|Publication number||US4378787 A|
|Application number||US 06/267,947|
|Publication date||Apr 5, 1983|
|Filing date||May 28, 1981|
|Priority date||May 28, 1981|
|Publication number||06267947, 267947, US 4378787 A, US 4378787A, US-A-4378787, US4378787 A, US4378787A|
|Original Assignee||Dale Fleischmann|
|Export Citation||BiBTeX, EndNote, RefMan|
|Patent Citations (14), Non-Patent Citations (8), Referenced by (54), Classifications (17), Legal Events (5)|
|External Links: USPTO, USPTO Assignment, Espacenet|
The present invention relates to space heating, space cooling and hot water heating systems of the type comprising a solar collector, a heat reservoir, a heat circulation system within a living space to be heated or cooled, and means connecting those elements together to condition the air in the living space and to provide hot water for domestic use over a wide range of ambient conditions. The present invention also relates to the incorporation and regulation of heat pumps in such a system.
Conventional solar heating systems must collect high grade solar heat (defined herein as heat which raises the temperature of a collection medium substantially above the desired temperature for the living space), which is only possible during a short part of even a sunny day. When it is cloudy, or when the sun is low in the sky, the heat collected is low grade heat which cannot be used directly to heat a living space.
Most conventional collectors employ a liquid collection medium such as water or another liquid. Such a system requires comprehensive plumbing on or in the roof of a house. During the night, when no solar collection is possible, the liquid in the exposed plumbing can freeze and burst the pipes. Alternatively, an exotic and less desirable heat collection medium must be provided, or the system must be drained whenever freezing is possible.
When air has been used as the collection medium, heat collection has been much less efficient, for in prior systems a large volume of air laden with low grade heat has been circulated through the heat reservoir to store heat.
Still another problem in solar heating has been to provide simultaneous collection and utilization of heat. Optimum solar collection is often achieved on clear days which are also quite cold, so heat must then be collected rapidly at the same time heat is being withdrawn rapidly from the reservoir to heat the living space. A optimized solar collection and heating system must thus be able to collect heat and to transmit heat to the living space simultaneously, which is not achieved in many systems, or is achieved only by providing auxiliary heat sources.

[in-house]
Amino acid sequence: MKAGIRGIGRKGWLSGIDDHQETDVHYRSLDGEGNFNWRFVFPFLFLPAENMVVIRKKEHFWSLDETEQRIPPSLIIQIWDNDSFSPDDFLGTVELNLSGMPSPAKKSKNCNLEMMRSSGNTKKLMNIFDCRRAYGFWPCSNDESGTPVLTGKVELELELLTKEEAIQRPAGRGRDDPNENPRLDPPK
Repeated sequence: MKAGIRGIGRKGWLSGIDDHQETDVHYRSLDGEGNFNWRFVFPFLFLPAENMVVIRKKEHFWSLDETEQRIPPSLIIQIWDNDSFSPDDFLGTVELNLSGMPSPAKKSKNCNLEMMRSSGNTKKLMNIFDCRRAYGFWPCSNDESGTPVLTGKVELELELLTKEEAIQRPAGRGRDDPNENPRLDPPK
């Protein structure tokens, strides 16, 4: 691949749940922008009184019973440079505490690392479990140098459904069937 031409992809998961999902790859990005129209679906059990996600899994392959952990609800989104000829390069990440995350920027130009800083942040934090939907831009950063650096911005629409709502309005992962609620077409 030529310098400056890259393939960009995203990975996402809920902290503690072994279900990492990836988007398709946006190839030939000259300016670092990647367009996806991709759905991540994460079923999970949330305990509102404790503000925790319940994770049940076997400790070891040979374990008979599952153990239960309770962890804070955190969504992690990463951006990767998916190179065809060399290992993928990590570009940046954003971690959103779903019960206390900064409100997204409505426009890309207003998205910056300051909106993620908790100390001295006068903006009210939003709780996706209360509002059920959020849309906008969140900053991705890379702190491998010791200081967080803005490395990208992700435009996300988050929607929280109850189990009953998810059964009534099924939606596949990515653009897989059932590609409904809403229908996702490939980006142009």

Furthermore, the art has not provided a solar heating system adapted to supply usable heat from the sun under a wide variety of operating conditions, such as during cloudy days or sunny days and during the day or night.
Finally, the prior art has not provided adequate control mechanisms to allow heat pumps to be employed over a wide variation in operating conditions, to allow solar heat to be extracted and used in a living space when operating conditions are extreme without damaging or inefficiently operating the heat pumps.
The present invention is an improved solar space heating system comprising an attic with a window to admit sunlight; a remote heat reservoir; a first heat pump to concentrate heat taken from the attic air and transfer the heat to the reservoir; and a second heat pump to concentrate heat and transfer it from the reservoir to the living space to be heated.
The invention is operable to extract low grade solar energy from the attic, allowing operation of the system early and late in the day or during cloudy weather, as well as to extract the usual high grade solar heat during optimum collection conditions. Also, the heat collection system and the living space heating system are autonomous, so heat can be simultaneously stored in the reservoir and withdrawn for use at high rates.
In preferred embodiments of the invention the second heat pump means is reversible to cool the living space during the summer, and the second heat pump can heat domestic tap water at the same time the other described functions of the system are performed.
FIG. 1 is a block diagram of an integrated solar heating and cooling system for the living space of a residence or other building, combined with solar means for heating domestic tap water.
FIGS. 2A and 2B are a more detailed schematic view of the system of FIG. 1.
Although the disclosure hereof is detailed and exact to enable those skilled in the art to practice the invention, the physical embodiments herein disclosed merely exemplify the invention which may be embodied in other specific structure. While the best known embodiment has been described, the details may be changed without departing from the invention, which is defined by the claims.
Referring first to FIG. 1, the solar collection system generally comprises an attic air space 10; window means 12 to allow sunlight to pass through wall or roof 14 to heat the air and surfaces within attic air space 10; a heat reservoir 16; first heat pump means including a first refrigerant coil 18, a compressor 20, a second refrigerant coil 22, and associated piping to extract and concentrate relatively low grade heat taken from air space 10; and first transfer means 24 to transfer heat from second refrigerant coil 22 to reservoir 16.
The heat transfer means to supply or remove heat from living space 26 generally includes reversible second heat pump means comprising a third refrigerant coil 28, a second compressor 30, a fourth refrigerant coil 32, and associated piping; second transfer means (within box 34) to transfer heat one way or the other between reservoir 16 and third refrigerant coil 28; and third transfer means (within box 36) to transfer heat one way or the other between fourth refrigerant coil 32 and living space 26.